This should form a large proportion of your personal statement, utilising the framework I have previously mentioned but don’t be afraid to stray from this so you statement flows! Consider any work experience (all will be relevant in some way or another) from how working as a secretary taught you organisation and how work experience in an hospital showed you how doctors communicate. Often differing experiences will teach you similar things and it’s a matter of boiling down these individual skills through reflection.
School and college
In comparison to other courses, this will form a smaller section of your statement. Think about how you’ve worked through A-levels, how your work ethic may be applicable to medicine and what stead this stands you in. In addition, briefly discussing areas of A levels (particularly biology) which you have enjoyed and possibly studied/researched further can show a vast array of skills.
Extracurricular reading/ activities
Are there any books you have read which inspired you? How then did you pursue this interest? How does this apply to a student-selected component at the university? How do interests like these translate to medicine or medical school? How does this relate to the future of the NHS and the workforce you will be entering?
Above are just a few of the questions one could self-reflect when attending a lecture day or reading a book. As before, reflection is key to showing insight, listing a book you have read doesn’t intrinsically show understanding of your future career so express how each book helped. Below are a few books I read before applying: (there are so many other relevant books so by no means is this a hard and fast list)
- When Breath Becomes Air - Paul Kalanithi
- A Very Short Introduction to Medical Ethics - Tony Hope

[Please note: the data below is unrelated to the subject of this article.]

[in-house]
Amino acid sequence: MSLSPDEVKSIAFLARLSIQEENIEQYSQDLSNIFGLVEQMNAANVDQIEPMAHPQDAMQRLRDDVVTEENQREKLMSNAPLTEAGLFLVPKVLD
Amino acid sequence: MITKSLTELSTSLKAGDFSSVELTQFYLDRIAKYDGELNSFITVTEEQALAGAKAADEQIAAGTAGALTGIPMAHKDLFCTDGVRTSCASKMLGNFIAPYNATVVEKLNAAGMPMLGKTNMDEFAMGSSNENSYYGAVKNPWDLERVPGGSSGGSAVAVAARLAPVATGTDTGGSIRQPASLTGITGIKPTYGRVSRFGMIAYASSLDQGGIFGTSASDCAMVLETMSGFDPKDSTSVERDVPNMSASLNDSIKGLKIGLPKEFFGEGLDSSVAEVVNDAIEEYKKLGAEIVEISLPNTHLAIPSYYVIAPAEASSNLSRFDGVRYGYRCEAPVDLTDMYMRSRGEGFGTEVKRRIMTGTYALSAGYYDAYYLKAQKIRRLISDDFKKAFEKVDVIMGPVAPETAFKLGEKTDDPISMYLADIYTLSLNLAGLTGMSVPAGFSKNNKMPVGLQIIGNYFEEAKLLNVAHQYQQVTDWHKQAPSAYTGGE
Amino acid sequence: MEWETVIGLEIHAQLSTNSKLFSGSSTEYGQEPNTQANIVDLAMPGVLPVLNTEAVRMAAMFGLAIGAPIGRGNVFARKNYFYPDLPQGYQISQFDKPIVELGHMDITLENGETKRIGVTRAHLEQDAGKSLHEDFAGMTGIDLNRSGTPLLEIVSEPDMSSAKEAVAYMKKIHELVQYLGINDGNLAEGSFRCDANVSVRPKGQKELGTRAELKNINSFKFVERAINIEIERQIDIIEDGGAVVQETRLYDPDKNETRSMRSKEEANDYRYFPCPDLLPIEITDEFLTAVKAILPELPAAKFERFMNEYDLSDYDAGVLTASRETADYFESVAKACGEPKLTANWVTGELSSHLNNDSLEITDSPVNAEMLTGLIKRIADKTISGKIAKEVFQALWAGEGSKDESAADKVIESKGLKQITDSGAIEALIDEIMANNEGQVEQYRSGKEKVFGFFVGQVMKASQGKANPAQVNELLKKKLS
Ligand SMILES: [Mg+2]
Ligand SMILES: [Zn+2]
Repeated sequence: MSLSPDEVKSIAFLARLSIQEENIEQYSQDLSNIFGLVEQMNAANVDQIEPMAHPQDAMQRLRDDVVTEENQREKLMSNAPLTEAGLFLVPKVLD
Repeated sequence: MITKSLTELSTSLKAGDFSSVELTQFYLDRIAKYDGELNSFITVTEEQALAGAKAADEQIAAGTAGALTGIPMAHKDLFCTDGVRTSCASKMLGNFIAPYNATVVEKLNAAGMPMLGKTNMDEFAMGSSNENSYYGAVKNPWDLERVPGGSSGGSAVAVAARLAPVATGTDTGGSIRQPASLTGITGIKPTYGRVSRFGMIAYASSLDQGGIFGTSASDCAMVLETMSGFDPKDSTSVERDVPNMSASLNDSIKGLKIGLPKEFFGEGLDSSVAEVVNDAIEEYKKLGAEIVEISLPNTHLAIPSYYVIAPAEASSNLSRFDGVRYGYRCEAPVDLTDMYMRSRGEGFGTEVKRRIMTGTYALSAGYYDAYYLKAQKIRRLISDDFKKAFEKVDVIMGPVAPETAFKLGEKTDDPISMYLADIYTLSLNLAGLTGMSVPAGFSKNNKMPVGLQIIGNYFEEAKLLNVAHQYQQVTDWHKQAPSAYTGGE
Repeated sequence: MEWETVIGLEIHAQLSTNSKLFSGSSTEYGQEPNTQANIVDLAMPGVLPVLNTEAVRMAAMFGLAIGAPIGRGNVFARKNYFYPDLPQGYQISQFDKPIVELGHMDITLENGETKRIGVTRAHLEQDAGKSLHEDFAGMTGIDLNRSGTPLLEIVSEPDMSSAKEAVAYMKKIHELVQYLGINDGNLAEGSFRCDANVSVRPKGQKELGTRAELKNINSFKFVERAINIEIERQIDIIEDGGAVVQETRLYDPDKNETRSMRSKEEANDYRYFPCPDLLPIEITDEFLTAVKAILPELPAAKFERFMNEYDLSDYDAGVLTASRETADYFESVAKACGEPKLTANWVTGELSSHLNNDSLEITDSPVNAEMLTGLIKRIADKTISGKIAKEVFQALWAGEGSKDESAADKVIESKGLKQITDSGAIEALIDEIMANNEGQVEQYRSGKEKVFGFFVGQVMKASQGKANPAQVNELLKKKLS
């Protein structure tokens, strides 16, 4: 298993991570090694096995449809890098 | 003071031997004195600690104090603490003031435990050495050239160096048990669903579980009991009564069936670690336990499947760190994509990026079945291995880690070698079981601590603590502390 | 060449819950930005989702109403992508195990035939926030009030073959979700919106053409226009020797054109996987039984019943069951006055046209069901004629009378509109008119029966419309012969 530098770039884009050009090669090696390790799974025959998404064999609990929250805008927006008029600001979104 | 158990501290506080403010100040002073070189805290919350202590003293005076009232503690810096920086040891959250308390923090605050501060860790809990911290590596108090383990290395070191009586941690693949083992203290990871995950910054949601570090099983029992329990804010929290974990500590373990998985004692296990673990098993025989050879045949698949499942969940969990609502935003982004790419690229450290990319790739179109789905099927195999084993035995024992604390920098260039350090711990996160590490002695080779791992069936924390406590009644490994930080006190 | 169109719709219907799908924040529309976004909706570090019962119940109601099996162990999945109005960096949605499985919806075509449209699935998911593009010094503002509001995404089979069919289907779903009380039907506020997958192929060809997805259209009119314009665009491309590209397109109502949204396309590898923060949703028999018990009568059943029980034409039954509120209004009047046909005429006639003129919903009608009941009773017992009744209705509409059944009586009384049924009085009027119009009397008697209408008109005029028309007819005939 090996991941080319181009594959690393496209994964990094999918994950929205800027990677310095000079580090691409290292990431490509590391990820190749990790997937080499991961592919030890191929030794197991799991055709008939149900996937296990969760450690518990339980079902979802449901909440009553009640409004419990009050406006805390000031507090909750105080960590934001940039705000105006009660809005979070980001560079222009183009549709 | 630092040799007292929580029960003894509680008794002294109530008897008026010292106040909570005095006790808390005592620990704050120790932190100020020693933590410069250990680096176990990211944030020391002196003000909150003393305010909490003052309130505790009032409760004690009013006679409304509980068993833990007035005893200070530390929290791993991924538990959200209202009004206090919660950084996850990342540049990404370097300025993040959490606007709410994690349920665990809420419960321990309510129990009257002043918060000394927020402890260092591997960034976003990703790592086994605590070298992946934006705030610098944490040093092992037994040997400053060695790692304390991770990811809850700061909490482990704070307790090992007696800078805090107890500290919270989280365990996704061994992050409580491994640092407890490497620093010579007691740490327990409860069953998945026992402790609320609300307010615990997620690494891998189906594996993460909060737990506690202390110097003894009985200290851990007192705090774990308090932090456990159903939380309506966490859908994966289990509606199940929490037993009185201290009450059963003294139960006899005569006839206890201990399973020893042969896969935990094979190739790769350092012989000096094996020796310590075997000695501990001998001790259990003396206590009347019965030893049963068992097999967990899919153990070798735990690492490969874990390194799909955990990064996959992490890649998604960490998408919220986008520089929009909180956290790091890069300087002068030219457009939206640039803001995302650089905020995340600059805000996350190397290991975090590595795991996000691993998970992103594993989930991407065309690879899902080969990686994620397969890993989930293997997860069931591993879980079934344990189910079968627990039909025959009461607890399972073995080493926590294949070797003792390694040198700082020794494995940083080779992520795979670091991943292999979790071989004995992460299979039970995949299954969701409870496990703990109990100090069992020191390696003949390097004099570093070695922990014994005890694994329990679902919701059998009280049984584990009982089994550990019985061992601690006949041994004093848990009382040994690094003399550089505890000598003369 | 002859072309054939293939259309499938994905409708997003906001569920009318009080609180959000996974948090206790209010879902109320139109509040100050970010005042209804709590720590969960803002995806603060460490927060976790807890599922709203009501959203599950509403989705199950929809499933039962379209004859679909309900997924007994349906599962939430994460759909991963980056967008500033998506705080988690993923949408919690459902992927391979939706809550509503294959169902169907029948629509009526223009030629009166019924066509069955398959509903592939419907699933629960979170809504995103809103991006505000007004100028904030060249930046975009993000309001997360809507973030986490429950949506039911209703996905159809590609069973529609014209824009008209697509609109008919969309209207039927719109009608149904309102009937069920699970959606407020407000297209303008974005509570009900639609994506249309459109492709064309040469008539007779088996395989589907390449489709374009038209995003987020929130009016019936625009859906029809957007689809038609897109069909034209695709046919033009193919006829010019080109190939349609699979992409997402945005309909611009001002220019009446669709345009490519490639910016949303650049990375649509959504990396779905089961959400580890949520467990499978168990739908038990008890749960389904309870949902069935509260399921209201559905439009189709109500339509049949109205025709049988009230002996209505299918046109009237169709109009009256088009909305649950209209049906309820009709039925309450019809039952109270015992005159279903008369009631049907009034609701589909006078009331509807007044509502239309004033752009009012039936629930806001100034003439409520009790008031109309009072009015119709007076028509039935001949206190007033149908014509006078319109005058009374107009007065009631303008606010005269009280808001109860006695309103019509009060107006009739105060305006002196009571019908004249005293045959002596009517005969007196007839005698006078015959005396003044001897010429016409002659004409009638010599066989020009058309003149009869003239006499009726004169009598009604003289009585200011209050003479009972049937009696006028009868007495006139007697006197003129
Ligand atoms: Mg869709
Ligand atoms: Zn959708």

- Do No Harm - Henry Marsh
- Brave New World - Aldous Huxley
I believe this should stick in the head of anyone reading your personal statement. Summarise in a couple of sentences what you have learnt, how this applies to medicine and how it will aid you in your studies/ future career. Often, this is one of the most difficult parts to write, equal to the introduction, so I would advise writing both at the end, after you have a coherent idea of the ebb and flow of your piece. The analogy that an introduction and conclusion form the bread of a sandwich is common, whereby the filling and main part of the statement is individual. I disagree and believe your introduction and conclusion can express true zeal for medicine, leaving a lasting impression.
All this may seem hard to achieve within 4000 characters but starting early to gain a foothold makes this easier. I often tried to write a paragraph a day and though at points my statement was 8000 characters this means you can consider all you have learnt. In summary, start early and reflect on every point you make. Finally, the statement should be personal to you and not written to a tight script devised by a teacher, parent or friend. Moreover, when listening to feedback from others, consider all you can get, but don’t be afraid to not include everything you receive since the statement should be truly reflective of only you.
Best of luck, Tom
Words: Thomas Thorne